On October 8, 2020, Wyoming federal district court Judge Skavdahl struck down the Bureau of Land Management’s (BLM) “Waste Prevention Rule,” otherwise known as the “Venting and Flaring Rule,” which had been promulgated on November 18, 2016, in the closing months of President Obama’s second term (“2016 Rule”). See Order on Pets. for Review of Final Agency Action, Wyoming v. U.S. Dep’t of Interior, No. 2:16-CV-0285-SWS (D. Wyo. Oct. 8, 2020) (Order vacating 2016 Rule). The detailed fifty-seven-page decision concludes that in issuing the 2016 Rule, BLM exceeded its statutory authority and acted arbitrarily. The core of the court’s holding was that the 2016 Rule was grounded in air quality motivations, which was the purview of the Environmental Protection Agency (EPA) and, therefore, beyond BLM’s statutory authority to promulgate.
In this article, the authors discuss the National Environmental Policy Act (“NEPA”) and environmental justice review requirements for federal agency actions, recent challenges and court decisions showcasing the increased scrutiny and focus on environmental justice reviews for project permitting, recent NEPA regulation and other environmental justice developments, and what the recent cases and other recent regulatory and political developments may mean for project permitting and environmental justice.
In the age of COVID-19, demand for surface wipes, sprays and similar products is at record levels. Retail stores have struggled to keep supplies stocked and shelves may once again be emptied when the winter flu season arrives. If schools and businesses reopen concurrently, the prospects of securing these products becomes even bleaker, which may re-fuel consumer stockpiling. To meet this surging demand, manufacturers have ramped up production and new entrants are pouring into this market space in unprecedented numbers. Supply chains are already stressed and further straining is expected to continue.
Continue Reading Got COVID-19 “Claims”: Recent US EPA Enforcement under FIFRA Emphasizes Compliance Demands on Pesticide Product Supply Chains, especially for Products Claiming to be Effective against Coronavirus
On October 19, 2020, the New York State Department of Environmental Conservation (“NYSDEC”) will begin enforcing the state’s ban on single-use carryout plastic bags. Enforcement was delayed from earlier this year due to a legal challenge, which has since been resolved. Those persons found to be in violation of the ban face a range of consequences from a simple warning for a first offense and civil penalties thereafter. Grocery stores, retailers, and other establishments in New York that may be the target of enforcement will want to carefully review the provisions of this ban and their obligations going forward.
On October 14, 2020, the California Air Resources Board (ARB) issued an enforcement alert entitled “Self-Disclosure of Non-Compliance Software and Other Violations by December 31, 2020.” The alert states that ARB will provide up to a 75% reduction in penalties for timely self-disclosed violations where the company “expeditiously” settles the matter.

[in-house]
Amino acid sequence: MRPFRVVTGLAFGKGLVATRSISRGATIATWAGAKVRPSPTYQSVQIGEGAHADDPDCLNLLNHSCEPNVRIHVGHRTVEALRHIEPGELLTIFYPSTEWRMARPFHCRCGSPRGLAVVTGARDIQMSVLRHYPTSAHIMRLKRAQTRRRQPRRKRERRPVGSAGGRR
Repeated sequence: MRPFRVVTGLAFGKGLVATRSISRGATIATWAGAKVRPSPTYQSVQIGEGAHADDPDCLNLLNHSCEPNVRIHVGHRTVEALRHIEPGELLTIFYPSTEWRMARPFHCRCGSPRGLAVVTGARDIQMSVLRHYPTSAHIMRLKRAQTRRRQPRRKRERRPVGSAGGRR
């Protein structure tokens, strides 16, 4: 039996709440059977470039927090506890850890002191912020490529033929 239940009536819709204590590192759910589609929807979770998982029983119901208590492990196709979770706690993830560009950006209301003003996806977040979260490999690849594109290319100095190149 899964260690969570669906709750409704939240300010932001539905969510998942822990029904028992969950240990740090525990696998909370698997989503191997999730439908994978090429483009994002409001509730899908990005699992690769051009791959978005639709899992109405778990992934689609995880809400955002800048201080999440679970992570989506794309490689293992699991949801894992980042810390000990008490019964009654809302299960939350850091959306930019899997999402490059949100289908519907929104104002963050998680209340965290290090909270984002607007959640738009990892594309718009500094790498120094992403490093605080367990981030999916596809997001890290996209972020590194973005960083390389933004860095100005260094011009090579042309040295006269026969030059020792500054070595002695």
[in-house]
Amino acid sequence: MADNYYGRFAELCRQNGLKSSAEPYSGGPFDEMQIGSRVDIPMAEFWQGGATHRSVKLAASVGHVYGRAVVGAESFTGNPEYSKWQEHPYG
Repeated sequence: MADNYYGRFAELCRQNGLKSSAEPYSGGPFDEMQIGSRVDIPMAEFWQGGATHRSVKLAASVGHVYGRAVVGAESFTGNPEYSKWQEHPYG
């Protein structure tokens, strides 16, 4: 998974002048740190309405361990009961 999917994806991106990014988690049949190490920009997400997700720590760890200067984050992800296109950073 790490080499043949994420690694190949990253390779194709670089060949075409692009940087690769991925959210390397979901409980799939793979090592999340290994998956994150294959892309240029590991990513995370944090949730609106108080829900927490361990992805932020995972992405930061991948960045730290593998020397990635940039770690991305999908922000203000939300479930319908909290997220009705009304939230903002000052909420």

Following a public review process, the Massachusetts Department of Energy Resources (“DOER”) recently found, among other factors, that the costs of a solicitation for independent offshore wind energy transmission outweigh the potential benefits. Accordingly, the agency decided not to require the Massachusetts Electric Distribution Companies (“EDCs”) to pursue a joint competitive transmission only solicitation. The DOER’s findings were presented in a letter to the state legislature’s Joint Committee on Telecommunication, Utilities and Energy, as a supplement to the DOER’s prior findings in its Offshore Wind Study, which was published just over a year ago. This action appears to close the latest chapter in a several year effort to advance a coordinated transmission for offshore wind resources. How this fits into the Commonwealth’s long term energy strategy remains an open question, which may need to be revisited as the Commonwealth aims to keep pace with its Global Warming Solutions Act greenhouse gas emissions limits.
“Decommissioning” is the process of terminating oil and gas operations at offshore platforms. It includes dismantling and removal of platforms and related infrastructure to restore the ocean and seafloor to pre-lease conditions. As elaborated in a prior post, decommissioning may involve partial structure removal or toppling in place, including the creation of artificial reefs. The U.S. Department of Interior’s Bureau of Safety and Environmental Enforcement (BSEE) estimates that about 3,700 active oil and gas platforms are under its jurisdiction, 40 percent of which are over 25 years old and likely to require decommissioning soon.
California Gov. Jerry Brown signed SB 1371 nearly six years ago, directing the California Public Utilities Commission and the California Air Resources Board to work together to further the dual goals of minimizing safety hazards associated with gas pipeline leaks and reducing pipeline greenhouse gas emissions.
On June 4, 2020, the Massachusetts Attorney General’s Office (AGO) filed a Petition requesting the Massachusetts Department of Public Utilities (DPU) to open an investigation into potential changes to natural gas distribution operations to support the Commonwealth’s legislatively mandated greenhouse gas (GHG) emission limit reductions (the Petition).
On September 6, Assistant Secretary of Energy for Electricity Bruce Walker issued an order under Section 202(c) of the Federal Power Act declaring an emergency shortage of electric generation and directing the California Independent System Operator (CAISO) to require the dispatch of electrical output from specified electric generating units, if the CAISO determines the generation is necessary to meet demand. The order applies during afternoon and evening hours from September 6 through September 13, 2020.